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NZ’s First Textbook on Astronomy and Space

New Zealand’s First Textbook on Astronomy and Space

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New Zealand’s First Textbook on Astronomy and Space

Pearson Education New Zealand announces the first New Zealand text book on astronomy and space for secondary school students. The book is Astronomy Aotearoa by Porirua City author Robert Shaw.

The Hon Luamanuvao Winnie Laban formally launched the book on the 17 September 2007.

Minister Laban said “this book will capture the interest and imagination of readers, and hopefully inspire them to continue studying science”.

“More young New Zealanders – and especially more young Māori and Pasifika New Zealanders – need to consider a career in science in order for our country to compete and thrive in the global economy of the 21st Century” said Ms Laban.

Lewis Moeau spoke at the book launch on behalf of the Minister of Maori Affairs.

The book, Astronomy Aotearoa, teaches the new curriculum in astronomy and space exploration to secondary school students. This curriculum is in three unit standards and provides a total of 12 credits at NCEA level 1. Pearson Education New Zealand produced the book in cooperation with the Carter Observatory which was important in establishing the new school curriculum along with science teachers from throughout New Zealand.

The book begins by considering the students’ personal relationship to the stars and the planets. It challenges them to see themselves as insignificant in the vastness of space, yet significant in themselves.

It then considers the role of astronomy in the history of the Pacific Ocean peoples including the Maori. Maori text was contributed by Anaru Reedy of Te Wananga O Aotearoa. Mr Reedy is a student in the ancient Maaori art of wayfinding without instruments, and specialises in the art of sailing contemporary waka ama, and waka hourua.

Mr Reedy said the book introduces students to “an aspect of Maori culture that inspires many of our young people”. There is a section on the voyages of exploration of Asian and Pacific people and the colonisation of Pacific Islands including Aotearoa New Zealand.

The book teaches the history of Western Science. There is emphasis on leading figures such as Isaac Newton and Albert Einstein. Scientists appear as people along with an introduction to their theories. In all cases the book seeks to make science accessible to students of all abilities.

The book features the work of many New Zealand photographers including Wellingtonian Paul Moss. Mr Moss said many amateur photographers watch the sky and take unique photographs. “It is wonderful to see their work in print”.

Professional astronomers from Canterbury and Auckland universities feature, along with amateur astronomers who have made an important contribution to astronomy. Professors John Hearnshaw (Canterbury) and Phil Yock (Auckland) are prominent as the book sets out New Zealand’s contribution to science administration and astronomical research.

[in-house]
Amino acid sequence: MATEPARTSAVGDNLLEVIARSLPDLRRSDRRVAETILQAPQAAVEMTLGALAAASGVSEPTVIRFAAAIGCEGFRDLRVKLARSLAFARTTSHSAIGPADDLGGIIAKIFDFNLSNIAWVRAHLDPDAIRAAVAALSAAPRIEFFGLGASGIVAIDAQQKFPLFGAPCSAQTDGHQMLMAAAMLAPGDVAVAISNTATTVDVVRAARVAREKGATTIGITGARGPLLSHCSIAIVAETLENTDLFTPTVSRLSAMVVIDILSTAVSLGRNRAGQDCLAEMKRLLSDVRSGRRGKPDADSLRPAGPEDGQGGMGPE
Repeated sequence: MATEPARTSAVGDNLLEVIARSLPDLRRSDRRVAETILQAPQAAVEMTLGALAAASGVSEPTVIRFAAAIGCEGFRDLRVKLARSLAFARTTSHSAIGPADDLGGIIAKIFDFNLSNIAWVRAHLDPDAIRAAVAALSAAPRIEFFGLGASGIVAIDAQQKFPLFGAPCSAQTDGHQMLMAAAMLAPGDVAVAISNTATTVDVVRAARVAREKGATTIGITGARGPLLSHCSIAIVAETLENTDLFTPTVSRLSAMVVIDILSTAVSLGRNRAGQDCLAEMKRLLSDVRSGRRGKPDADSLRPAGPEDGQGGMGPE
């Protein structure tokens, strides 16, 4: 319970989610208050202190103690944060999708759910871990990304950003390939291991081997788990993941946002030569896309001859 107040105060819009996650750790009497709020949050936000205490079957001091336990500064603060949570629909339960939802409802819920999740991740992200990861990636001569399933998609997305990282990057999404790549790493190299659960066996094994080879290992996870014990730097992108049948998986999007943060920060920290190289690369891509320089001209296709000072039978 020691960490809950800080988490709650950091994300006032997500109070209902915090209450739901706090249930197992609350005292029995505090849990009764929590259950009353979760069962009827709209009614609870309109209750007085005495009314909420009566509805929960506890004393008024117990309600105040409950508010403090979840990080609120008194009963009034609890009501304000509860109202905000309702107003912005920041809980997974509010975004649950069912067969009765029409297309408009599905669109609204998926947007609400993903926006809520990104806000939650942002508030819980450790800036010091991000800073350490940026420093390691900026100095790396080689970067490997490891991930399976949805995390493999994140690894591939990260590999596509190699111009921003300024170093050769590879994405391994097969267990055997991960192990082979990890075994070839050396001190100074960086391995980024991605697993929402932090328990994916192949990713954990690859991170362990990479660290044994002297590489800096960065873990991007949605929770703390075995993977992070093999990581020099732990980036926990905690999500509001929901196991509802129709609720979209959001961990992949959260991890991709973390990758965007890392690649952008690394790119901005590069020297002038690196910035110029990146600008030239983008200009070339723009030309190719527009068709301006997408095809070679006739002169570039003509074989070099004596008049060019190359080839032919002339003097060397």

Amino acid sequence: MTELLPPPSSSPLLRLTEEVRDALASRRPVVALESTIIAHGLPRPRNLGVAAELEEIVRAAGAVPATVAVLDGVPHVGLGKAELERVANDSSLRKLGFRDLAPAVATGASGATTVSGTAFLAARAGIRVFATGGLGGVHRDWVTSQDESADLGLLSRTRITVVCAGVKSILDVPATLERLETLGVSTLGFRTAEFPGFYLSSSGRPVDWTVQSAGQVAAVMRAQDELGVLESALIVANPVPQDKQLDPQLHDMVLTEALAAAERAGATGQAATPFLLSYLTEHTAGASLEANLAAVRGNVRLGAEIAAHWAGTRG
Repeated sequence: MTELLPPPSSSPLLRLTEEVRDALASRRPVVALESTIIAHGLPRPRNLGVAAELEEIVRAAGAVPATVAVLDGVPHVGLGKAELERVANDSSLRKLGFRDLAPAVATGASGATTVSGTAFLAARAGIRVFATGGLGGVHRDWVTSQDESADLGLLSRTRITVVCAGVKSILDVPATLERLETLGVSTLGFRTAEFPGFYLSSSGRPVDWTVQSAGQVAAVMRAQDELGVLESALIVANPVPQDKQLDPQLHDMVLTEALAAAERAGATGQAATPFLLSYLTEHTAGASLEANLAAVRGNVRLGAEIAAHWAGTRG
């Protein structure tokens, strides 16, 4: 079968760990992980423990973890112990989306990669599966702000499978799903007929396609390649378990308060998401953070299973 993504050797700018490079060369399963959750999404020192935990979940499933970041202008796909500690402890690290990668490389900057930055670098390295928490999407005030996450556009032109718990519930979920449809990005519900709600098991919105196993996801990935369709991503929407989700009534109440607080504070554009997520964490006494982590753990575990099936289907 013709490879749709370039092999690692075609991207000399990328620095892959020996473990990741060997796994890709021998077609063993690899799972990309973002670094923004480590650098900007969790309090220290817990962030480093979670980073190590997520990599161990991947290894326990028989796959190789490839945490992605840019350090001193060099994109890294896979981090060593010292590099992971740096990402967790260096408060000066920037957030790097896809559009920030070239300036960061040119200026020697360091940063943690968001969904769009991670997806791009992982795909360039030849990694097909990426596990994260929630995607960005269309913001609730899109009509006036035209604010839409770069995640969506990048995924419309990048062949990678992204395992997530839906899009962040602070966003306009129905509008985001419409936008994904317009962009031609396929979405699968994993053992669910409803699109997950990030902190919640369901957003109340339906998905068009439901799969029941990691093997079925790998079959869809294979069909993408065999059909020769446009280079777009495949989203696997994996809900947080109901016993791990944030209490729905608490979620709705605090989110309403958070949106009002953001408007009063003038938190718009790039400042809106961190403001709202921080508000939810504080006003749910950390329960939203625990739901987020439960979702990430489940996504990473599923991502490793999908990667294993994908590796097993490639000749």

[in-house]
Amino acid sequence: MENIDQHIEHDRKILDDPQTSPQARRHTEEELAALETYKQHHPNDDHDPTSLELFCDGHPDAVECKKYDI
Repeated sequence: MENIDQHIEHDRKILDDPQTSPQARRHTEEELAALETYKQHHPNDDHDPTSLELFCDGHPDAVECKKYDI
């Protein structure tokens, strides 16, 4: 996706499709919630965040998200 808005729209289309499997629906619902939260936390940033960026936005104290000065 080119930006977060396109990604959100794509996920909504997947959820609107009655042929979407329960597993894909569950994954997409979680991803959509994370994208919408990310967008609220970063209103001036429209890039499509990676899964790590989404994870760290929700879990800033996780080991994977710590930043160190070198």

Of particular importance is the research of those in the MOA project, which detects planets outside of our solar system. New Zealanders have a leading role in this work that is relevant to humankind’s effort to detect intelligent life on other planets.

Pearson Education commissioning editor, Ken Harrop, said his company had a strong presence in mathematics education and Astronomy Aotearoa would strengthen its products in basic science.

“We see these areas of the curriculum as vital for New Zealand students and the economic development of our country”, he said.

Mr Harrop paid tribute to the astronomers and photographers who had supported the project. “There is a vast wealth of material available for such a book, particularly on the internet, and our design experts have been faced with the happy task of selecting the most dramatic and instructive items.”

He acknowledged the work of the author, Robert Shaw. “Robert was a physics teacher with a particular interest in astronomy. He took a leading part in the development of the new curriculum standards. Now he has completed that work by providing an interpretation of those standards that will guide science teachers for many years to come. We are delighted to have him as one of our authors.”

Aotea College principal Julia Davidson said the work would be important in the teaching of science throughout New Zealand. She said it was a “wonderful resource” that addressed a particular need in schools.

Minister Luamanuvao Winnie Laban also congratulated those involved. She said “I’d like to acknowledge Robert Shaw, and congratulate him on this wonderful book.

“I’d also like to thank Robert for his work in developing those unit standards when he was a manager of the Distance Education Unit and a member of the Carter Observatory Board” she added.


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